Baja California

Baja California

Saves time, better quality

Illuminating gillnets with LED lights has been shown to reduce bycatch of sea turtles, small dolphins and porpoises and seabirds. The theory is net illumination provides a visual cue within the appropriate sensitivity range that selectively deters or alerts non-target species to the presence of nets. In addition there are further benefits in terms of easier working practices on board and opportunities to improve catch quality.

The Arizona State University team clipped Centro lights designed for longline fishing onto the float lines of the gillnets. The lights were powered by batteries that last for three to four weeks. The team found a 63% reduction in average total bycatch biomass and were surprised to discover that the nets almost eliminated bycatch of sharks, skates and rays, a group of animals that has been declining worldwide from bycatch and illegal fishing.

There were also some further interesting benefits.The time taken to retrieve a and clear the illuminated nets was 57% less than for the standard gear, providing possibilities for greater efficiency on board coastal fishing vessels. The team found that crews can save considerable time when fishing with illuminated nets, which can potentially improve the quality of their catch.

The Arizona State University team is continuing its gear trials in Baja California Sur. Image: Ryan Fitzgerald / El equipo de la Universidad Estatal de Arizona continúa con sus ensayos de artes de pesca en Baja California Sur. Foto: Ryan Fitzgerald

‘Illuminated nets reduced the time it took to retrieve and sort gillnets following their overnight soak,’ Jesse Senko said.

‘This is the first time that the operational efficiency of net illumination has been assessed. Increased efficiency likely resulted from fishers needing to remove fewer entangled bycatch and, to a lesser extent, reduced hydrodynamic drag stemming from less biomass in the net. Given that gillnet fishers in Pacific Mexico generally fish with 800 – 1000 metres of net, the reduced haulback time would be expected to save fishers an average of 55.5 to 70.6 minutes per trip.’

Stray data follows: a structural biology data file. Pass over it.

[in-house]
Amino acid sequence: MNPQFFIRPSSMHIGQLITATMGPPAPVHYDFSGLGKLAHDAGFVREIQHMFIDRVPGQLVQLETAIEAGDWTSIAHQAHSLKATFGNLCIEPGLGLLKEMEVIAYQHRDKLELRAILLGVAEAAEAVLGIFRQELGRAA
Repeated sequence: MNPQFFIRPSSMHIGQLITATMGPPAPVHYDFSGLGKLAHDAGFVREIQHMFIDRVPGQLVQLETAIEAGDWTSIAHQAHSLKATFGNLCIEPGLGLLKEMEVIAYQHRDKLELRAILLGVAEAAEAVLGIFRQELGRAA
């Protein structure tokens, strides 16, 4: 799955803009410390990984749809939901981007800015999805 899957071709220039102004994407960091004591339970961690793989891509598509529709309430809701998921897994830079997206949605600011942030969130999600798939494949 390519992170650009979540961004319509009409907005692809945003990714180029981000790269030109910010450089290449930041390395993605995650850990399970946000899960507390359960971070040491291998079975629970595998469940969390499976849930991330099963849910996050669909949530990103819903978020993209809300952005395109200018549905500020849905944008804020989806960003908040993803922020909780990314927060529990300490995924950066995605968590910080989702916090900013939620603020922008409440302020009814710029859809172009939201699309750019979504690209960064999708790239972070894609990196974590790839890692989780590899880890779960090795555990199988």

According to Jesse Senko, while there are intrinsic benefits associated with time saved, small-scale fisheries frequently lack adequate space and capital to ice their catches, which can quickly degrade in quality.

‘Assuming fishers fish with the same effort, the time saved from increased operational efficiency could help reduce catch waste and improve catch quality by allowing it to be offloaded and iced sooner,’ he said.

Hanging green lights to the corklines of gillnets has been shown to reduce bycatch rates, as well as providing further benefits / Se ha demostrado que colgar luces verdes en los corchos de las redes de enmalle reduce las tasas de capturas accidentales, además de proporcionar otros beneficios

‘Also, the retrieval of nets by hand is a common practice in many small-scale fisheries. The benefits of net illumination go beyond reduction of haulback time, as the physical exertion and nuisance associated with untangling massive quantities of by-caught animals from nets are also reduced.’

As well as more research to optimise the nets’ effectiveness, one of the biggest challenges is figuring out how to make the illuminated nets more cost-effective in order to encourage the fishing industry to use them.

At their current price point (~ 7-9 US$/light), the LED lights that were tested by Jesse Senko and his team remain costly, especially in developing nations, while ongoing operational costs may also be necessary. Other less expensive LED fishing lights (~ 1.5 US$/light) are available, but their efficacy in reducing bycatch and durability in gillnet fisheries has yet to be investigated.

The nets are currently being tested in Baja California Sur, Mexico with plans for future testing in Pacific Mexico and Trinidad and Tobago. The team has also developed solar-powered LED lights that can remain operational for several years without the need to change batteries. These can also double up as corkline floats.

It looks like a win-win – if these devices can make fishing gear more selective, reduce bycatch and improve the working practices of coastal fishermen.